The mornings when I take the kid to school I see them standing in the schoolyard, sharing two between four or three between five. It’s a primary school, which around here means K-7, and I’m talking about the Grade 7 girls and their iPods. Two can share a listen, an earbud for each and two ears left open for talk, but mostly they don’t, they just listen, maybe bopping a little but mostly not. I wonder what they’re listening to? I’m seeing more of them now in the new year than I did back at the start of school, I wonder if the iPod-per-girl density reached a tipping point at Christmas. [Update: What they’re listening to.]

A friend wrote me with an educated opinion as to what they’re listening to; I suggested that he blog it and he replied “Thanks, Tim. Unfortunately, my older daughter knows how to use search engines, and I don't think I could survive the bombardment of sarcasm that would hit me if I blogged about her musical preferences.” So I thought I’d quote him anonymously.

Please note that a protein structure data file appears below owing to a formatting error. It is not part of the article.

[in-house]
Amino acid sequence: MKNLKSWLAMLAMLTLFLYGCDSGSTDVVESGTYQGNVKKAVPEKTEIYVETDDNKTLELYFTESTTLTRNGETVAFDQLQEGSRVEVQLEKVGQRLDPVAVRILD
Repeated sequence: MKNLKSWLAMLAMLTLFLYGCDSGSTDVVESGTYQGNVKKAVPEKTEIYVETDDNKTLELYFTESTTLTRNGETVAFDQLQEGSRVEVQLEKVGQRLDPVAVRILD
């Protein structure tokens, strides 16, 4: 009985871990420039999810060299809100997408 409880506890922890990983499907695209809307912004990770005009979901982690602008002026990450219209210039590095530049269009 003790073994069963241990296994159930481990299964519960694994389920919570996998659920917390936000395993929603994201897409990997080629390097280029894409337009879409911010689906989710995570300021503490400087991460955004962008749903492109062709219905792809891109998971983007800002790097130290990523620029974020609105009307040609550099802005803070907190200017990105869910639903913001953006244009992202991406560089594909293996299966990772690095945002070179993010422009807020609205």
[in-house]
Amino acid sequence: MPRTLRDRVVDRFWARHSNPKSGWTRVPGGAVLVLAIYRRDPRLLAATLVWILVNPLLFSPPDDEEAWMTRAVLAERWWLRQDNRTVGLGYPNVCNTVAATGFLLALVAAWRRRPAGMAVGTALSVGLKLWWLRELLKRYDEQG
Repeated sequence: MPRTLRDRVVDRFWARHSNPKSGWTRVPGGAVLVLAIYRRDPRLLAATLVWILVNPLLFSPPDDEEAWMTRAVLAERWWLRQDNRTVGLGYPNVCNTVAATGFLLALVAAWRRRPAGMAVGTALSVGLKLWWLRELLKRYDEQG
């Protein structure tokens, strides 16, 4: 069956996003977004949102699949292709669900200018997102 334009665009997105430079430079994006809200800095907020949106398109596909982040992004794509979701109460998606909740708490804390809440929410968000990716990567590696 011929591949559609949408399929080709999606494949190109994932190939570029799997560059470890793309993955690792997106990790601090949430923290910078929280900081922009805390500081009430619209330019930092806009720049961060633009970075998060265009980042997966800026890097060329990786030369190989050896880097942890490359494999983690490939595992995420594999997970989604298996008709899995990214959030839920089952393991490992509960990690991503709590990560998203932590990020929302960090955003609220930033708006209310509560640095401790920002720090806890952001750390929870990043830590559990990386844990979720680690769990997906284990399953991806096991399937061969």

Watch Much Music for an hour and you'll have a pretty good idea: the grade-seven girls are Much’s target audience, and they listen to the same thing they watched. Based on my experience with my daughters and their friends downtown in another large Canadian city, the mainstream grade-7 girls will be listening to a lot of Green Day and Eminem, just like the boys are (and maybe Sum 41, Blink 182, Good Charlotte, and similar). The socially-challenged girls will be listening to Hilary Duff or Lindsay Lohan but most will have outgrown them by grade 7. The singing/dancing types will be listening to Kelly Clarkson and various other pop divas whose names elude me right now. A few will be into rap, but that’s more of a boy thing. Girls with older siblings might be a few years ahead of the game, following their siblings’ tastes; first borns might be a little behind, trying to catch up with their friends.

By grade 8, a lot of that seems to be falling apart. The cooler girls start moving retro, abandoning Much music and discovering old acts like the Ramones, Nirvana, Led Zep, etc., depending on their tastes; others start looking for more independent contemporary acts that don’t make Much’s high rotation playlist. Anyone still listening to Hilary Duff at this point will be keeping it a closely-guarded secret to avoid total social annihilation.


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January 30, 2006
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